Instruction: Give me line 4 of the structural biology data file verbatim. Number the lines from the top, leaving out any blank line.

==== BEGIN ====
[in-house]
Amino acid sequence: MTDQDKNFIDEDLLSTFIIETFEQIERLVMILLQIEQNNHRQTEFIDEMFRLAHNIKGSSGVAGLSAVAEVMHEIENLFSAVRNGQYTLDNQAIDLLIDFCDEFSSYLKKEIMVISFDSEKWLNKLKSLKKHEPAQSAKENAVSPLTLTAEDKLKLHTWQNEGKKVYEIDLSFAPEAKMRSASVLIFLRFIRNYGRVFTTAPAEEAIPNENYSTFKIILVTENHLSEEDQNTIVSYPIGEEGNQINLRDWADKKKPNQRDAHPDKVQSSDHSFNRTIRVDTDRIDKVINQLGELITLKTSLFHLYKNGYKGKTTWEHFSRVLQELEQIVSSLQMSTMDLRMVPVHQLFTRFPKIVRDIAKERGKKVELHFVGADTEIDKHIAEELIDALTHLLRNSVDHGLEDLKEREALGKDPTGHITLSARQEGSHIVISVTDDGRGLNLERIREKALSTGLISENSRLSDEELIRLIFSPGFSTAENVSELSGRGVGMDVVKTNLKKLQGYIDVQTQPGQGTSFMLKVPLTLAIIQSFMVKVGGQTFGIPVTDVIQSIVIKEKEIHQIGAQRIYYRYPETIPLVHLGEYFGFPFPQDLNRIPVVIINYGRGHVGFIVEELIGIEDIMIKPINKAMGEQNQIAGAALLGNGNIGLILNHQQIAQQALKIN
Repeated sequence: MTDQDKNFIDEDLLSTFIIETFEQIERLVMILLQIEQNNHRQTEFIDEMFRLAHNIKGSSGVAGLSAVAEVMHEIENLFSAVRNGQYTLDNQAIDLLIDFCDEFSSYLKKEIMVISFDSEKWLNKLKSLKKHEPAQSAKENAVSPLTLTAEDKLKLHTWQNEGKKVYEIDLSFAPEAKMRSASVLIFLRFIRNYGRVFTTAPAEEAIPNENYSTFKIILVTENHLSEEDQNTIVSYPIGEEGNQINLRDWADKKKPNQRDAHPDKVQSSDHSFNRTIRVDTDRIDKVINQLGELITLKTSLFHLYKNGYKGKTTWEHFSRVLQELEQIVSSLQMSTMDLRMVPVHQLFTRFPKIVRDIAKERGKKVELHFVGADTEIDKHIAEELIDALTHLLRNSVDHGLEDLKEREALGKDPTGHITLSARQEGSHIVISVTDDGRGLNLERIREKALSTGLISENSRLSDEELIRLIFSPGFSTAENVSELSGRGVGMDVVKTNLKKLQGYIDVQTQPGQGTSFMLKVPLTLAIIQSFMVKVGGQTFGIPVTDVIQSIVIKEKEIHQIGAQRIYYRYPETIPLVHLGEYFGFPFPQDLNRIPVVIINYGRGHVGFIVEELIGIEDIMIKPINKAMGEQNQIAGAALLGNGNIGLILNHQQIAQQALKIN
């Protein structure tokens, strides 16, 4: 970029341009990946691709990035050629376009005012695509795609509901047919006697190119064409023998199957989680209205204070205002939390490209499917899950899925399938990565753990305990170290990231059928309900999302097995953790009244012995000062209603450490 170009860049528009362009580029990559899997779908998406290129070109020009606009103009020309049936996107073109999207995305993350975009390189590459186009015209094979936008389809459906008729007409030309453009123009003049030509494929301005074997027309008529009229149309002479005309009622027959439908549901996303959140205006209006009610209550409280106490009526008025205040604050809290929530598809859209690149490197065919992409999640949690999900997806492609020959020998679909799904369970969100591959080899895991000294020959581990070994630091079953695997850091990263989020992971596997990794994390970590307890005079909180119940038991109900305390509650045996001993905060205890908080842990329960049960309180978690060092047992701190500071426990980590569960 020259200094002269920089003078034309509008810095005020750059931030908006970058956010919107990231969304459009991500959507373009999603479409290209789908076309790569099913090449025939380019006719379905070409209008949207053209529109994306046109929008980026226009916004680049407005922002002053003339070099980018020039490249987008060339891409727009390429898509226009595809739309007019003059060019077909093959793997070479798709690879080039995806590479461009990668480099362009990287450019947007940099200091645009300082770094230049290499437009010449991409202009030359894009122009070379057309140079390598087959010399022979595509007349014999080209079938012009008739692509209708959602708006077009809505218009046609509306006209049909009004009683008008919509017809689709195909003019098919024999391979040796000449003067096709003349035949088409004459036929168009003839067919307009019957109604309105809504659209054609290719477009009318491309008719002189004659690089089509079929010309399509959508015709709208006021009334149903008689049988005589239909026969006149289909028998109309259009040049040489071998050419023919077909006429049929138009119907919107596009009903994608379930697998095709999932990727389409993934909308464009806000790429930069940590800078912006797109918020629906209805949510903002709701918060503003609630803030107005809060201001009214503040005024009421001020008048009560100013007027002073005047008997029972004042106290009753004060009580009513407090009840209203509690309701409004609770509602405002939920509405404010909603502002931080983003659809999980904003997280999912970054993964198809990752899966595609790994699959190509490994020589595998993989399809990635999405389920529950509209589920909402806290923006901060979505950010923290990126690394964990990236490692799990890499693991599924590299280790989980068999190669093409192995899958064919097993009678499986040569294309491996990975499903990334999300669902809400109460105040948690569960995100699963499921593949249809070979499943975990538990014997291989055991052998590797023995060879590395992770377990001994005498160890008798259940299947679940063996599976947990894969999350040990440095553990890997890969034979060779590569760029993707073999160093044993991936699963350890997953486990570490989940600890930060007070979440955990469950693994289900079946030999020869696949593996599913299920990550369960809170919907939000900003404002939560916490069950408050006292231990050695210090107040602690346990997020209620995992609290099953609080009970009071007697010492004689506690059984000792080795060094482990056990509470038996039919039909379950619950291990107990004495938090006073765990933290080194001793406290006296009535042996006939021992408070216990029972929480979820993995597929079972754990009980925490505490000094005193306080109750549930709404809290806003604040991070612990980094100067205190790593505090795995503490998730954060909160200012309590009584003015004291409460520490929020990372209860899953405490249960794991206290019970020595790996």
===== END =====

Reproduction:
């Protein structure tokens, strides 16, 4: 970029341009990946691709990035050629376009005012695509795609509901047919006697190119064409023998199957989680209205204070205002939390490209499917899950899925399938990565753990305990170290990231059928309900999302097995953790009244012995000062209603450490 170009860049528009362009580029990559899997779908998406290129070109020009606009103009020309049936996107073109999207995305993350975009390189590459186009015209094979936008389809459906008729007409030309453009123009003049030509494929301005074997027309008529009229149309002479005309009622027959439908549901996303959140205006209006009610209550409280106490009526008025205040604050809290929530598809859209690149490197065919992409999640949690999900997806492609020959020998679909799904369970969100591959080899895991000294020959581990070994630091079953695997850091990263989020992971596997990794994390970590307890005079909180119940038991109900305390509650045996001993905060205890908080842990329960049960309180978690060092047992701190500071426990980590569960 020259200094002269920089003078034309509008810095005020750059931030908006970058956010919107990231969304459009991500959507373009999603479409290209789908076309790569099913090449025939380019006719379905070409209008949207053209529109994306046109929008980026226009916004680049407005922002002053003339070099980018020039490249987008060339891409727009390429898509226009595809739309007019003059060019077909093959793997070479798709690879080039995806590479461009990668480099362009990287450019947007940099200091645009300082770094230049290499437009010449991409202009030359894009122009070379057309140079390598087959010399022979595509007349014999080209079938012009008739692509209708959602708006077009809505218009046609509306006209049909009004009683008008919509017809689709195909003019098919024999391979040796000449003067096709003349035949088409004459036929168009003839067919307009019957109604309105809504659209054609290719477009009318491309008719002189004659690089089509079929010309399509959508015709709208006021009334149903008689049988005589239909026969006149289909028998109309259009040049040489071998050419023919077909006429049929138009119907919107596009009903994608379930697998095709999932990727389409993934909308464009806000790429930069940590800078912006797109918020629906209805949510903002709701918060503003609630803030107005809060201001009214503040005024009421001020008048009560100013007027002073005047008997029972004042106290009753004060009580009513407090009840209203509690309701409004609770509602405002939920509405404010909603502002931080983003659809999980904003997280999912970054993964198809990752899966595609790994699959190509490994020589595998993989399809990635999405389920529950509209589920909402806290923006901060979505950010923290990126690394964990990236490692799990890499693991599924590299280790989980068999190669093409192995899958064919097993009678499986040569294309491996990975499903990334999300669902809400109460105040948690569960995100699963499921593949249809070979499943975990538990014997291989055991052998590797023995060879590395992770377990001994005498160890008798259940299947679940063996599976947990894969999350040990440095553990890997890969034979060779590569760029993707073999160093044993991936699963350890997953486990570490989940600890930060007070979440955990469950693994289900079946030999020869696949593996599913299920990550369960809170919907939000900003404002939560916490069950408050006292231990050695210090107040602690346990997020209620995992609290099953609080009970009071007697010492004689506690059984000792080795060094482990056990509470038996039919039909379950619950291990107990004495938090006073765990933290080194001793406290006296009535042996006939021992408070216990029972929480979820993995597929079972754990009980925490505490000094005193306080109750549930709404809290806003604040991070612990980094100067205190790593505090795995503490998730954060909160200012309590009584003015004291409460520490929020990372209860899953405490249960794991206290019970020595790996």